We consider the equilibrium shapes of a thin, annular strip cut out in an elastic sheet. When a central fold is formed by creasing beyond the elastic limit, the strip has been observed to buckle out-of-plane. Starting from the theory of elastic plates, we derive a Kirchhoff rod model for the folded strip. A non-linear effective constitutive law incorporating the underlying geometrical constraints is derived, in which the angle the ridge appears as an internal degree of freedom. By contrast with traditional thin- walled beam models, this constitutive law captures large, non-rigid deformations of the cross-sections, including finite variations of the dihedral angle at the ridge. Using this effective rod theory, we identify a buckling instability that produces the out-of-plane configurations of the folded strip, and show that the strip behaves as an elastic ring having one frozen mode of curvature. In addition, we point out two novel buckling patterns: one where the centerline remains planar and the ridge angle is modulated; another one where the bending deformation is localized. These patterns are observed experimentally, explained based on stability analyses, and reproduced in simulations of the post-buckled configurations.
We develop recursion equations to describe the three-dimensional shape of a sheet upon which a series of concentric curved folds have been inscribed.In the case of no stretching outside the fold, the three-dimensional shape of a single fold prescribes the shape of the entire origami structure. To better explore these structures, we derive continuum equations, valid in the limit of vanishing spacing between folds, to describe the smooth surface intersecting all the mountain folds. We find that this surface has negative Gaussian curvature with magnitude equal to the square of the fold’s torsion. A series of open folds with constant fold angle generate a helicoid.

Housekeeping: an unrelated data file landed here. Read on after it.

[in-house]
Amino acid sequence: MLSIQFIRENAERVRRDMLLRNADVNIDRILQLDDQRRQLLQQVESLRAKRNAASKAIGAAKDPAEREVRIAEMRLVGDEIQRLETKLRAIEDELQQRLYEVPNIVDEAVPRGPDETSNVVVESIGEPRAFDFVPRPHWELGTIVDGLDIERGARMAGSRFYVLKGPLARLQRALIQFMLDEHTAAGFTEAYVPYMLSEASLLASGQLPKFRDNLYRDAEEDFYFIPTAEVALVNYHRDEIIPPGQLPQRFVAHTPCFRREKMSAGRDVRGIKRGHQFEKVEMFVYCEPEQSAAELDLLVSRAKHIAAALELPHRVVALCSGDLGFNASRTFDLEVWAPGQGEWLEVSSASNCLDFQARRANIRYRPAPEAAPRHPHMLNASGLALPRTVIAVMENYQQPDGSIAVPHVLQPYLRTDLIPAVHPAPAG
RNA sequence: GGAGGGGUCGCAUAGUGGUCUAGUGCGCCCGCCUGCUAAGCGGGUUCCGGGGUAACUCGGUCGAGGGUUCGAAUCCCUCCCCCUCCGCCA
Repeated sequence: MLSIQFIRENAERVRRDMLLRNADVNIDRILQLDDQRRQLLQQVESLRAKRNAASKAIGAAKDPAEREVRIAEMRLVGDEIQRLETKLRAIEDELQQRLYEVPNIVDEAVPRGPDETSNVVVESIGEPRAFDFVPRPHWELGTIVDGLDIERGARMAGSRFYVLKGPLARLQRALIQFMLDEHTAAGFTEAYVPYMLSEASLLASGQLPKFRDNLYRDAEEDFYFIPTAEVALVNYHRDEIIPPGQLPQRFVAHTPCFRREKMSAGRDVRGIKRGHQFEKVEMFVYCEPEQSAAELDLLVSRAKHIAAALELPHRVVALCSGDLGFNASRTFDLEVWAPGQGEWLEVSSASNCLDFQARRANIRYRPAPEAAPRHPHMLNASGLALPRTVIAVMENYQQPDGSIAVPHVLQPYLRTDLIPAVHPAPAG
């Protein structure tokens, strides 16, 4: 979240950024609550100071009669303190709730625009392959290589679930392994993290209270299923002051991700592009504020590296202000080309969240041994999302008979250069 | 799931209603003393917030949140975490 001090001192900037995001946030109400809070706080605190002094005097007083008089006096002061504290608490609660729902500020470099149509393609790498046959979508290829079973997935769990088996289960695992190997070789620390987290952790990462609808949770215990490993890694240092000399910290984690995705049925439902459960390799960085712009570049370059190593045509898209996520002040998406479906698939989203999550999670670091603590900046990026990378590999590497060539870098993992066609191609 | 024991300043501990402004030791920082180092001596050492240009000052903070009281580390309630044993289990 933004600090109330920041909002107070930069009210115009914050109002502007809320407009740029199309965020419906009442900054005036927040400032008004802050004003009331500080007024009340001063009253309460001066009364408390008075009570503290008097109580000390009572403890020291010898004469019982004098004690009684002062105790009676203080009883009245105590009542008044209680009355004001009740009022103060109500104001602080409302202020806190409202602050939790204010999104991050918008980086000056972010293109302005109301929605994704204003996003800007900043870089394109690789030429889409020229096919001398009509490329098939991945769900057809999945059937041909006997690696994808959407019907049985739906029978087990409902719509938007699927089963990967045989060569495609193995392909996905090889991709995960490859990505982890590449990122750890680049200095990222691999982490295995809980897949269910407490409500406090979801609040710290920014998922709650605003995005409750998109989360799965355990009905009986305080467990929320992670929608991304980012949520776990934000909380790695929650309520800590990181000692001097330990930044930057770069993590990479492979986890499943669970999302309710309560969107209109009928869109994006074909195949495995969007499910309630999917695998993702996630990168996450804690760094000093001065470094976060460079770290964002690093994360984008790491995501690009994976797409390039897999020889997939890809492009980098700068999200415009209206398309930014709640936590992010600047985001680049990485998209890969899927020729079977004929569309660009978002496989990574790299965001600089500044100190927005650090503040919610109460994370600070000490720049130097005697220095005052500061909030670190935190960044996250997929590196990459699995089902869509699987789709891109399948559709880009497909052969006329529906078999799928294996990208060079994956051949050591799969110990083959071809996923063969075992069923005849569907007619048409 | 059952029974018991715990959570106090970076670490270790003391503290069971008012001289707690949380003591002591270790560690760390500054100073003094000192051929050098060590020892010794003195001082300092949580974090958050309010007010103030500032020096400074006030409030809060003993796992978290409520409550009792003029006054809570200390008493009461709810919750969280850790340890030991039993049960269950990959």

Folding a sheet of paper along a curve can lead to structures seen in decorative art and utilitarian packing boxes. Here we present a theory for the simplest such structure: an annular circular strip that is folded along a central circular curve to form a three-dimensional buckled structure driven by geometrical frustration. We quantify this shape in terms of the radius of the circle, the dihedral angle of the fold, and the mechanical properties of the sheet of paper and the fold itself. When the sheet is isometrically deformed everywhere except along the fold itself, stiff folds result in creases with constant curvature and oscillatory torsion. However, relatively softer folds inherit the broken symmetry of the buckled shape with oscillatory curvature and torsion. Our asymptotic analysis of the isometrically deformed state is corroborated by numerical simulations that allow us to generalize our analysis to study structures with multiple curved creases.
Recent experiments have imposed controlled swelling patterns on thin polymer films, which subsequently buckle into three-dimensional shapes. We develop a solution to the design problem suggested by such systems, namely, if and how one can generate particular three-dimensional shapes from thin elastic sheets by mere imposition of a two-dimensional pattern of locally isotropic growth. Not every shape is possible. Several types of obstruction can arise, some of which depend on the sheet thickness. We provide some examples using the axisymmetric form of the problem, which is analytically tractable.